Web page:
For more than 30 years now, I have taught this course on cultural awareness to both graduate and undergraduate students pursuing counseling degrees, and each time I realize the importance of this topic. Frankly, I’d rather see graduate programs drop a personality theory class or something else and add a second or third required course on diversity. In one semester, I can only introduce the topic. Competence is still far from the reach of these young clinicians.

It was during one semester teaching this course when one of my students related the following story. With her permission, I have shared it with every class since that time because she passionately and succinctly conveyed the importance of cultural awareness. Addressing an experience with one of her clients during an internship, she wrote to me the following:

Just yesterday I interviewed a man at the psychiatric hospital while keeping my eyebrow raised in suspicion that he wasn’t being truthful with me. This tall, obese, African American gentleman looked as though he had not bathed for days. The mucus stains and dandruff that covered his shirt immediately triggered thoughts in my mind. As he denied his drug use and other suspecting issues, I secretly assumed he was lying and trying to avoid consequences. Through his missing teeth, he smiled and told me he had never, ever drank alcohol. Flash-forward to the phone call I made to his sister where I learned that he had suffered severe head trauma in the 1960s. This gentleman had been the victim of a riot started over racial disputes and ended by police beating his head to a bloody mess. The man had, indeed, never drank alcohol and was only at the hospital for medication adjustment for his schizophrenia. I went back and apologized for not believing this sweet man. The only head shaking I did yesterday was at myself.

This story is so powerful and moving that when I read it to my students, I sometimes have a hard time holding back tears. Imagine the dangers of cultural un-awareness. I know this is poor English, but I want to emphasize just not being aware. In contrast with the years of my graduate experience when cultural awareness was largely neglected, now most of us know that it matters. But I suspect we hear about it so often that we don’t really give much thought to its implications.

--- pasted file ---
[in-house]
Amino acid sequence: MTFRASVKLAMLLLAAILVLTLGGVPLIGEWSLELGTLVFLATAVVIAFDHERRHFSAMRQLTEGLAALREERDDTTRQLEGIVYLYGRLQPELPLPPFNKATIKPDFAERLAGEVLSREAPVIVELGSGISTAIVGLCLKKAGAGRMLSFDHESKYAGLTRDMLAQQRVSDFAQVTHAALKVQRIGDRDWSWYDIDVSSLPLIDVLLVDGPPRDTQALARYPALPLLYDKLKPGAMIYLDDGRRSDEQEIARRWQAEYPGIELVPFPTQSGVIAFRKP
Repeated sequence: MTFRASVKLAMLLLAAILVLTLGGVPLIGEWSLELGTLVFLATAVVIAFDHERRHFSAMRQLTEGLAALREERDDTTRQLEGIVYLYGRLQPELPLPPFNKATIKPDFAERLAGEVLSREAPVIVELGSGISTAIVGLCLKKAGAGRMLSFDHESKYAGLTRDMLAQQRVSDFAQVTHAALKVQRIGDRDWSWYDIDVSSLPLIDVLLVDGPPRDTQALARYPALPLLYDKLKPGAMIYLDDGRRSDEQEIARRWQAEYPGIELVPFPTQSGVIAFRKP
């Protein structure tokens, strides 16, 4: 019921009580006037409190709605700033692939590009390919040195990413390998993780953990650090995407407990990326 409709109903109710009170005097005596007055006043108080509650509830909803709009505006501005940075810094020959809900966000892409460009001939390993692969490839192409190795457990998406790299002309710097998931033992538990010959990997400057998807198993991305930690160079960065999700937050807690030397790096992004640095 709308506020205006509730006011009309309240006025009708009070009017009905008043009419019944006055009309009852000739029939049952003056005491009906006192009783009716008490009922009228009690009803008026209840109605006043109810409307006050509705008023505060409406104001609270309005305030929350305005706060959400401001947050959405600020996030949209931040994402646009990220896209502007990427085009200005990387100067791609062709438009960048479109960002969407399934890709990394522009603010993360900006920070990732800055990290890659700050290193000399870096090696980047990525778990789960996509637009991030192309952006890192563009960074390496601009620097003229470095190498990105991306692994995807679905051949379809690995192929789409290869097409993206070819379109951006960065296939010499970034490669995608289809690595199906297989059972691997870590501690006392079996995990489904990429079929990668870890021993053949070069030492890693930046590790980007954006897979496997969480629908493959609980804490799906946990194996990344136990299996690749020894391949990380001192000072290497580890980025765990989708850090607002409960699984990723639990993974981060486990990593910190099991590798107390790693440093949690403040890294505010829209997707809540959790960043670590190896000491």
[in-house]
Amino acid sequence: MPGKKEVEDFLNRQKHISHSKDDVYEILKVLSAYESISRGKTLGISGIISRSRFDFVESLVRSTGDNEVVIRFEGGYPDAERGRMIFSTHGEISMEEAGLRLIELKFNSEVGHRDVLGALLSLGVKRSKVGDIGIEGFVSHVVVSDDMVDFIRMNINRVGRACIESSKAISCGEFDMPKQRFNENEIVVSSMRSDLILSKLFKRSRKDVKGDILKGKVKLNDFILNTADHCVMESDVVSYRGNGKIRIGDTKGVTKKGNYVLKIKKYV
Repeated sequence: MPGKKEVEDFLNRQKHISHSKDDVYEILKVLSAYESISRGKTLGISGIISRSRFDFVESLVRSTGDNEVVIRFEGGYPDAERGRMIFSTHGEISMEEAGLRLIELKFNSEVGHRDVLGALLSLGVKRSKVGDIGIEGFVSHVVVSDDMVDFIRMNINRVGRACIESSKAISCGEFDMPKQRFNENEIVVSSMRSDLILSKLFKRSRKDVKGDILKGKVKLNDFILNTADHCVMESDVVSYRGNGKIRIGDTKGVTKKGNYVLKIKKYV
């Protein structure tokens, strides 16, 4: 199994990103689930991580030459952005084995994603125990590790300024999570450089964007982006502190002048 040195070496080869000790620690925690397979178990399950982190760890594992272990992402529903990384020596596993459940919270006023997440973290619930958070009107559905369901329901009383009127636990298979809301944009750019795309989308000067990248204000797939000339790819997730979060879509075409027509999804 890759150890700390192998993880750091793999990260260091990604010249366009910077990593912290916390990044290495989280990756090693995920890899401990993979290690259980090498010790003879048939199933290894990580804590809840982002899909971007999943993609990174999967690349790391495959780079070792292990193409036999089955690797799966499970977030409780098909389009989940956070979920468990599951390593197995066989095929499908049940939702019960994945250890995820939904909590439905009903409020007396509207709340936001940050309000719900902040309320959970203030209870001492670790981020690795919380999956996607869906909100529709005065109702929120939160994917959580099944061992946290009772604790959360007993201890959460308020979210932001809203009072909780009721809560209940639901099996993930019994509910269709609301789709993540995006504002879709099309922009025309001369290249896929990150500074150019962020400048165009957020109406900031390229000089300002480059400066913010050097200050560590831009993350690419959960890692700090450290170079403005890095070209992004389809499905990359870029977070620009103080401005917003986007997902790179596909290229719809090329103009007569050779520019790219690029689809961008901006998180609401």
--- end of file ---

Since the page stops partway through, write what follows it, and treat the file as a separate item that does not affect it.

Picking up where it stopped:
The graduate student I quote above was an intake intern at a major hospital. The least experienced person in the system was the first to have contact with the client. That alone is frightening, but it is not an uncommon situation. If this intern had not discovered her error, the gentleman easily (and errantly) could have been tracked as an addict. At the same time, his real issues would have been ignored. This victim of racial violence would have again been victimized by the systemic racism that had put him across from the intern in the first place.

And what is most frightening of all is that my student was as culturally sensitive as any of us at that stage of our education. She was simply doing what she had been trained to do by an educational system that can overlook important cultural clues.

Someone once said that “the most insidious form of racism is covert racism.” When racists rant on street corners or wear icons indicating their perspective, they are easy to spot and thus easy to avoid. Subtle biased thinking and, more importantly, systemic racial discrimination is much harder to combat because well-intentioned therapists, like my student, don’t even recognize it.